With Steve Ballmer having, it was not a surprise to see Microsoft take a hard line on its Yahoo bid Thursday.
In its, Microsoft Chief Financial Officer Chris Liddell said the company has seen no good reason to up its bid.
Liddell said Yahoo continues to lose search share and see profitability decline.
"We've yet to see tangible evidence that our bid substantially undervalues the company," Chris Liddell said. "In fact, we have seen the opposite."
Of course, Yahoo alsoin its call, suggesting that it won't consider a deal unless it fairly values the company, which it has said Microsoft's does not.
Liddell complained at the glacial pace at which Yahoo was responding to Microsoft's offer.
"We have been clear that speed is of the essence," he said. "Unfortunately, the transaction has been anything but speedy.
For those who have forgotten the details amid the seemingly endless war of words, Microsoft made its offer on February 1, saying that it would pay a combination of cash and stock valuing Yahoo at $31 a share. Yahoo rejected the offer, saying it undervalued the company. Since then, Yahoo has been looking at all kinds of other options including a tie-up with AOL and a.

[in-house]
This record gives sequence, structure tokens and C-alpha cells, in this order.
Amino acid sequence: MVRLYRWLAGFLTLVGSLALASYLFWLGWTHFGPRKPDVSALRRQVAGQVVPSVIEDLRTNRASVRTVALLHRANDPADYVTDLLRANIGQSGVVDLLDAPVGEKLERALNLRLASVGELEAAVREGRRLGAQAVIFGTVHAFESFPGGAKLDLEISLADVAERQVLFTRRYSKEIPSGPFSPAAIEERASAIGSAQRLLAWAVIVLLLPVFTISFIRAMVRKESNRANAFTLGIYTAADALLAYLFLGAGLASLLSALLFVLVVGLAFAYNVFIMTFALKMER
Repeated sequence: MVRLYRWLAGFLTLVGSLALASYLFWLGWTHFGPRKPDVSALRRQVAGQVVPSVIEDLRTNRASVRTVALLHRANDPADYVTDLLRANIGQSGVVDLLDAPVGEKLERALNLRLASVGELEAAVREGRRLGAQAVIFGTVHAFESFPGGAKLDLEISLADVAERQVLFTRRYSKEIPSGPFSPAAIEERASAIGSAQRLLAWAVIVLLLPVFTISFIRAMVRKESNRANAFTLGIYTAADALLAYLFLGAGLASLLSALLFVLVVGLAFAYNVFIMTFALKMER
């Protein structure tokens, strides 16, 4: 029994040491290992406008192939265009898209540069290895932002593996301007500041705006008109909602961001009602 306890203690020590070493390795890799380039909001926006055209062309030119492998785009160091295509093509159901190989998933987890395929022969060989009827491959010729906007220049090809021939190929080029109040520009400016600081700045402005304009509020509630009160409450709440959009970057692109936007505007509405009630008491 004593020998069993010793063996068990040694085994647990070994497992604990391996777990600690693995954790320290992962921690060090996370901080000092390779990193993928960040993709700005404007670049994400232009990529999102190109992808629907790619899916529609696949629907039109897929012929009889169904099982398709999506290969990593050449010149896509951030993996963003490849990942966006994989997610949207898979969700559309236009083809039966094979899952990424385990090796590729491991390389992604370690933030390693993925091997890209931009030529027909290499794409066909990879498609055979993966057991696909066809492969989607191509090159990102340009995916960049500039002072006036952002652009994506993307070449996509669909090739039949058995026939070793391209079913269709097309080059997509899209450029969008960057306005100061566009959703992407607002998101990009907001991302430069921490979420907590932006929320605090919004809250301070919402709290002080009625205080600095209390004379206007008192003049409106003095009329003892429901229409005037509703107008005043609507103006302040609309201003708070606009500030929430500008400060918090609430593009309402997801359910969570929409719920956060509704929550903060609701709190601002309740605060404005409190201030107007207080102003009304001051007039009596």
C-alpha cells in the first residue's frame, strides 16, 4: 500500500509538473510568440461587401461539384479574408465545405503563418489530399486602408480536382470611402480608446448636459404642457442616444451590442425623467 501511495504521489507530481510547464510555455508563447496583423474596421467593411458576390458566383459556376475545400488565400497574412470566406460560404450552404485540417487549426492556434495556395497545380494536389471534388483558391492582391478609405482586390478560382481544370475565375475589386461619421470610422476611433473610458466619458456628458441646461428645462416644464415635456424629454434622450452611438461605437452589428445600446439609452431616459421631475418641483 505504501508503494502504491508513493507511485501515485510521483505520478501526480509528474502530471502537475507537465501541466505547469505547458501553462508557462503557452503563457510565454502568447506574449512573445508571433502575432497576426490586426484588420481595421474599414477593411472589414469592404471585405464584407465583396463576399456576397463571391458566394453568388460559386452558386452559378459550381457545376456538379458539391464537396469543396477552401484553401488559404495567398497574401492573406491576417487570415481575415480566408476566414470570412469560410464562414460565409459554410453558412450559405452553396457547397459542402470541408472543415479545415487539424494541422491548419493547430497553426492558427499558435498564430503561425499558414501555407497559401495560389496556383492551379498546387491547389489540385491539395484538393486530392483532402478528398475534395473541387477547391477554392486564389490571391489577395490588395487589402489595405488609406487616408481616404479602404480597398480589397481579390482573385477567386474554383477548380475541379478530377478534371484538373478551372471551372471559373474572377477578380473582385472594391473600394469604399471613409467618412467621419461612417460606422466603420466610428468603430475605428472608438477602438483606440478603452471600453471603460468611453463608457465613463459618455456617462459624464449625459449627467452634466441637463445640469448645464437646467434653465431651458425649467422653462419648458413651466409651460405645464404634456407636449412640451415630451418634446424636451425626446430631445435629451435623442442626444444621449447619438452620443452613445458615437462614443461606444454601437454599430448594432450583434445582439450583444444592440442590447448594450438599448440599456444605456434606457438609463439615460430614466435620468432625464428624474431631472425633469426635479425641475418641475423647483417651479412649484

Liddell reiterated the company'sfor Yahoo to get serious about negotiations.
On Thursday, Liddell again told Yahoo to hurry up.
"Unless we make progress with Yahoo by this weekend, we will reconsider our options." He adds that those options include taking an offer directly to Yahoo shareholders or walking away from Yahoo shareholders. If Microsoft walks away, Liddell suggested Microsoft might spend the money on other acquisitions or in trying to boost its own online business.
While Microsoft was talking up the strength of its bid, it's offer actually got weaker on Thursday given that it is a half cash, half stock offer. Microsoft's shares dropped in after-hours trading Thursday in the wake of Microsoft's. As of around 3:30 p.m. PT, the stock was at $30.27, down $1.53, or 4.8 percent.